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Posted by 2000 Man on May 20, 1999 at 21:22:14:
I keep thinking about why the Stones won't put together another certified "classic," and I can think of a million reasons why they will fail, but not many why they would succeed. So here goes on why I think failure is more likely than huge success:
Media coverage: If the Stones aren't on tour, and practically in your back yard, you won't hear it on the radio or TV in your town. The time they're in town, they'll get more free publicity than anyone, but after that - zip. It's like that for everyone now. The live radio shows aren't nearly as popular as they once were (King Biscuit Flower Hour, Don Kirshner, Midnight Special, et al.). I mean, Rockline is still on around here. This week they talk to Steve Perry. Who cares why Steve Perry left Journey? It's fucking 1999, didn't he leave in the 80's? Rock was way more popular with a much wider audience than it is today.
Media saturation: Rock radio really used to consist of three basic types. Top 40, album rock, and the R&B charts. All were similar, but had distinct differences. The Stones were able to reach all three charts on occasion, without alienating anybody. The Top 40 stations palyed singles, that was it. The R&B stations played black music (and I only use that term because I don't know a better one to use) which appealed more to a black audience, but certainly was selling HUGE to a white audience as well. (Marvin Gaye, Stevie Wonder, Diana Ross etc.) Then there were the album staions. I'm in Cleveland, so I'll use those as examples. WMMS, WNCR, WWWM and others that came and went, mostly because 'MMS crushed them, played the songs that weren't singles, and allowed the artist to stretch out and try something new musically, or say something important, or showcase their ability to incorporate different styles into an album. But they certainly played their fair share of hits, as well. Saturday nights the album stations had plenty of the same songs that were on the Top 40 stations, they just dumped all the obvious "pop" (in an American sense "pop" is lightweight and inconsequential, not short for popular), and left the ballads for late night. But artists could easily cross over to any format and be welcomed by the fans.
Age of the audience: Rock music in 1973 was by most estimates almost twenty years old. Rock still had a sense of possibly going away. It was big, but it always seemed like some politician wanted to take it away from us. It was still young, and even in 78 I can remeber talking to a guy who saw the Doors. He blew me away with that! Saw Hendrix, too. These were people that I missed by seven years or so. They had seen the music grow from Bill Haley to Jefferson Airplane, and then grow from solo Beatles to Jefferson Starship. It fascinated me then, and it still does now. Rock is about 45 years old now, and because so many fans stayed with it, the musicians are forced to get past the simpler stuff that was poignant and insightful when we were 18, to something that's relevant to todays older audience. No kids ask me if I saw the Clash or the Sex Pistols. They do think it's cool that I've seen the Stones, and that I saw Motorhead crack a ceiling. But that I saw Clapton or Bowie or Deep Purple in the 70's? They don't even know who they are. Because -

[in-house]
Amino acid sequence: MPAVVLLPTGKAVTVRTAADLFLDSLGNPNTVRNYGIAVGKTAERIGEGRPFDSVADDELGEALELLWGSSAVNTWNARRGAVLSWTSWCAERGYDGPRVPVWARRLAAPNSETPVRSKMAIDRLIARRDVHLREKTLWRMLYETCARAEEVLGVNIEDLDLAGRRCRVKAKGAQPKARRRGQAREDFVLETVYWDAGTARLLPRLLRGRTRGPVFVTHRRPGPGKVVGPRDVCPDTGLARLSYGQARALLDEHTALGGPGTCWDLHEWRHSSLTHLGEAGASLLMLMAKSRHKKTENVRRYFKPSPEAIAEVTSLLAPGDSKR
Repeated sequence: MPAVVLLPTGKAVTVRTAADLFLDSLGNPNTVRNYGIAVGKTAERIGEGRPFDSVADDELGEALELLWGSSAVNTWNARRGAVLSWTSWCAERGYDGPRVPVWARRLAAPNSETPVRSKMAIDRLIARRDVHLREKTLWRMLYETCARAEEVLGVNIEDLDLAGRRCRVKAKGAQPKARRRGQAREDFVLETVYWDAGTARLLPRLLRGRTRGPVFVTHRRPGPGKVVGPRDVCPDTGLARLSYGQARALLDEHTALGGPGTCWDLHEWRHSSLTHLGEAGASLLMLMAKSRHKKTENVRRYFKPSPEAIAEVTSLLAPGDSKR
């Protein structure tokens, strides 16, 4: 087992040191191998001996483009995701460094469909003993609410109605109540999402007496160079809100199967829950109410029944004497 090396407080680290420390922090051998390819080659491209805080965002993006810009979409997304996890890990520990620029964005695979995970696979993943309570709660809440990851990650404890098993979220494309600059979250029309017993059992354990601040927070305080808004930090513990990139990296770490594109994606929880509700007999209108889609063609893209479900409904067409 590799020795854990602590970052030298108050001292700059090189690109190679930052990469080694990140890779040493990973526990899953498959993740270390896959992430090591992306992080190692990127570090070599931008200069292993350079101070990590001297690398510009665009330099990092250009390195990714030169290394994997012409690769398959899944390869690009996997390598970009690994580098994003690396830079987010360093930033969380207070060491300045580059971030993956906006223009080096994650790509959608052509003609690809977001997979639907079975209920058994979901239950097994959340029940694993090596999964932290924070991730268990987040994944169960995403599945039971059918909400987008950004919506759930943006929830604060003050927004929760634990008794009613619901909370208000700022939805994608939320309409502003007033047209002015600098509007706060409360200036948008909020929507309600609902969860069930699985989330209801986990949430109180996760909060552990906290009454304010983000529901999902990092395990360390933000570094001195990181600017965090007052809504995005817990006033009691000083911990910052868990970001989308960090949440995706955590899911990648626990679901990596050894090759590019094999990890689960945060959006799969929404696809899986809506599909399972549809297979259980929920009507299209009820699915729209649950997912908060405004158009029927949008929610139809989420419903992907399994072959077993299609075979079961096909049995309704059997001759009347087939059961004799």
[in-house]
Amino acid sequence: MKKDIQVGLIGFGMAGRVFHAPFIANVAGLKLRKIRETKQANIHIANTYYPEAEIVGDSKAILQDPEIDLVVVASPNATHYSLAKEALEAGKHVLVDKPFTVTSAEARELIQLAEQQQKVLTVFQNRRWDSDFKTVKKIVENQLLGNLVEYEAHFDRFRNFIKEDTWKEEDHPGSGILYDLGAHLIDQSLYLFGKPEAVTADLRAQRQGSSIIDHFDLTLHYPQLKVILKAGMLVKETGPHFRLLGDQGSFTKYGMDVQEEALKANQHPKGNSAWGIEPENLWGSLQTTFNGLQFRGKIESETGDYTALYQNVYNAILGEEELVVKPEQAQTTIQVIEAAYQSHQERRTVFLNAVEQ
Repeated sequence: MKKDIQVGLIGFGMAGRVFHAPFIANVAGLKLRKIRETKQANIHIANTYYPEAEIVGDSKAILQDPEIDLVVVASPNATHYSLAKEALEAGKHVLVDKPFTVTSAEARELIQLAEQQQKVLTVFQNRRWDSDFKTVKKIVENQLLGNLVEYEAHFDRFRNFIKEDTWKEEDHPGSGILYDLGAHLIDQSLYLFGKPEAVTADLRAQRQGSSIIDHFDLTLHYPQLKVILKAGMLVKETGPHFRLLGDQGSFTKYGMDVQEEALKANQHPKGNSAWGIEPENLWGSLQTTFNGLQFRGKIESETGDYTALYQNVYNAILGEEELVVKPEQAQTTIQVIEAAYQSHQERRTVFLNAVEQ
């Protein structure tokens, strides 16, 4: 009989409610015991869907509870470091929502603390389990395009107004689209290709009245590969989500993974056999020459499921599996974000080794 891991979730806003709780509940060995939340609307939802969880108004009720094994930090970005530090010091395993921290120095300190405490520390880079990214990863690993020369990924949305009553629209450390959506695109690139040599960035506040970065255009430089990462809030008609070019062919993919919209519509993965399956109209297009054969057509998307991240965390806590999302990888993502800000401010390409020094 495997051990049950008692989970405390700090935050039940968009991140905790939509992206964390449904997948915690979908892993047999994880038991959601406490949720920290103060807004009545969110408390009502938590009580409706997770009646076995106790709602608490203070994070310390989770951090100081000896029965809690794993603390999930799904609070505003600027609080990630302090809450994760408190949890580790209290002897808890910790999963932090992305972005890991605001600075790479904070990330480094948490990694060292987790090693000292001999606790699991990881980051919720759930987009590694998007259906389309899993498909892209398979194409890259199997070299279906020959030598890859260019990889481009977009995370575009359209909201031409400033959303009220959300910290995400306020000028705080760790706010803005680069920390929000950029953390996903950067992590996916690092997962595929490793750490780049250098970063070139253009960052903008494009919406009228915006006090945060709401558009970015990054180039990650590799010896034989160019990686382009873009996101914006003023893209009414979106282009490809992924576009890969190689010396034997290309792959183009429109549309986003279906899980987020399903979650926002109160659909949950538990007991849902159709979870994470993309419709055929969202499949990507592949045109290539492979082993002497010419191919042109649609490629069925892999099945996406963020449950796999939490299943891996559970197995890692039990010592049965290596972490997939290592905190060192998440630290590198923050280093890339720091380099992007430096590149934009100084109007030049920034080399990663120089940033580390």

Today's niche programming: Totally isolates audiences (and that means totally isolates PEOPLE) from each other. There's really three "oldies" stations in Cleveland now. One plays Chuck Berry, Elvis and Buddy Holly (and the Stones, some of it). One is the "classic" rock station, and they play the same old songs I heard in high school in the same heavy rotation, and now one that plays disco and a light smattering of Stevie Wonder and Bill Withers. All three are going for distinctly different audiences, and none of them expects a 13 share. All these stations strive for a crowd older than my 17 year old, that's for sure. He's sorely deprived of new music with guitars here in the "Rock And Roll Capital Of The World."
I think that Voodoo Lounge might have been a supreme classic. It sure gets a lot of time on my stereo. But if you don't hear it on jukeboxes, friends houses and while you're cruising in your car, it doesn't get the opportunity to permeate everything and influence the wide variety of people that it needs to in order to keep the music alive.
Thanks for toughing it out, kids. I'm glad I got that off my chest!